Conservative whites were shocked by Eleanor’s activism on behalf of black Americans. Many, including FBI director J. Edgar Hoover, assumed that she was secretly descended from black ancestors. But that did not deter Eleanor...

Sun, 1939-04-09, Marian Anderson sang before a (then) record crowd and radio audience on the steps of the Lincoln Memorial. Courtesy of the African-American Registry -- http://www.aaregistry.org/

Sun, 1939-04-09, Marian Anderson sang before a (then) record crowd and radio audience on the steps of the Lincoln Memorial. Courtesy of the African-American Registry -- http://www.aaregistry.org/

She used her position to help black artists. In 1939, she endorsed black writer Richard Wright for the Guggenheim Award, allowing him to complete his famous novel Native Son. And when the beloved black contralto, Marian Anderson, was denied the opportunity to perform at Washington, D.C.’s segregated Constitution Hall, Eleanor Roosevelt saw to it that the concert venue be moved to the steps of the Lincoln Memorial. On April 9, 1939, as Hitler's troops began their relentless drive across Europe, Anderson made musical — and social — history, singing "My Country, 'Tis of Thee" to a mixed-race audience of 75,000. 

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Franklin Roosevelt died in office in 1945, the only US President ever to win four terms. He and Eleanor, the longest-serving First Lady, had led the country through the Great Depression and a second Great War. Now freed from the restraints of presidential politics, Eleanor joined the NAACP and devoted her newspaper columns to educating whites on the importance of the Civil Rights movement.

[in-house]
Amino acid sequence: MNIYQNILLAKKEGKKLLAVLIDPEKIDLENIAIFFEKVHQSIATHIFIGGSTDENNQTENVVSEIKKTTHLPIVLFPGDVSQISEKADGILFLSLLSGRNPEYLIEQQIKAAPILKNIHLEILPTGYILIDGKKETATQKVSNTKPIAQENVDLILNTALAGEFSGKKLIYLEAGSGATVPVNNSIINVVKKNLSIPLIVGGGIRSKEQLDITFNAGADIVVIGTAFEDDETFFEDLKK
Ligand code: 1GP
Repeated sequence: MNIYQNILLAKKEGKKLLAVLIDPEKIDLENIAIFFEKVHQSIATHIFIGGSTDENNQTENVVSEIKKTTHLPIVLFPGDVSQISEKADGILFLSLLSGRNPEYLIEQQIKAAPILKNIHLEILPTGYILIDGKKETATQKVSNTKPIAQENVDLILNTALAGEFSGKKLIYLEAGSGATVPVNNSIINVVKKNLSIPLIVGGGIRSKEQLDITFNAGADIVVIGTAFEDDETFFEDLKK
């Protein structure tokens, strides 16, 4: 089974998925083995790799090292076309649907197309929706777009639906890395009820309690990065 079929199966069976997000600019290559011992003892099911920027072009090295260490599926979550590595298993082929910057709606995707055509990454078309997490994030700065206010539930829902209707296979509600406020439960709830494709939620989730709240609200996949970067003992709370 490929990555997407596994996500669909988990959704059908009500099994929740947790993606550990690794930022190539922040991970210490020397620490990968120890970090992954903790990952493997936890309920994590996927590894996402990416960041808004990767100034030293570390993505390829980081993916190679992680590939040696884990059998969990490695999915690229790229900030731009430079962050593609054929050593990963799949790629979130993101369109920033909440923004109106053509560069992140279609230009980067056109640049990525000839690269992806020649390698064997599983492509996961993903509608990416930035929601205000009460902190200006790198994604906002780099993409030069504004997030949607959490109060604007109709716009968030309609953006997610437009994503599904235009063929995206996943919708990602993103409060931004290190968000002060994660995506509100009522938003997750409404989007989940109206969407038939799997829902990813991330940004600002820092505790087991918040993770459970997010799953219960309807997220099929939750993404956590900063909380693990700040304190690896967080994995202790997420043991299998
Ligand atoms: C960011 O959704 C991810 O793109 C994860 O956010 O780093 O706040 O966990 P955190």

In December of 1945, Harry Truman appointed Eleanor as a delegate to the newly formed United Nations. There, she helped to draft the Universal Declaration of Human Rights, which forbids discrimination on the grounds of race or sex.

Eleanor continued to fight for human rights until she died in 1962, never allowing age to dim her passions. In 1957, she joined the fight for school desegregation in Little Rock, Arkansas, publicly condemned then-President Eisenhower for his silence on the issue. In 1960, she refused to endorse John F. Kennedy due to his tacit endorsement of the anti-communist Red Scare and his tepid record on Civil Rights.

Eleanor Roosevelt’s tireless activism pushed many whites to confront social injustice. Her public life changed the role of the First Lady forever and served as a template for later women who sought to make their voices heard in the nation. Her private life, which became part of the public record in 1978 upon the publication of her correspondence with Hickok, has made her an icon of the LGBTQ community. That’s why she’s a Time Traveler Tours #HistoryHero. Thanks to Emma D. Dryden of Bristol, RI, and New York, NY, for nominating her.
 

"I chose Eleanor Roosevelt as a History Hero because I so admire her strength and independence of both thought and spirit. Now more than ever, I think heroism means to be outspoken about what one feels is right and just, even as it goes against what others believe. Eleanor Roosevelt encompasses such heroism." 

Emma D. Dryden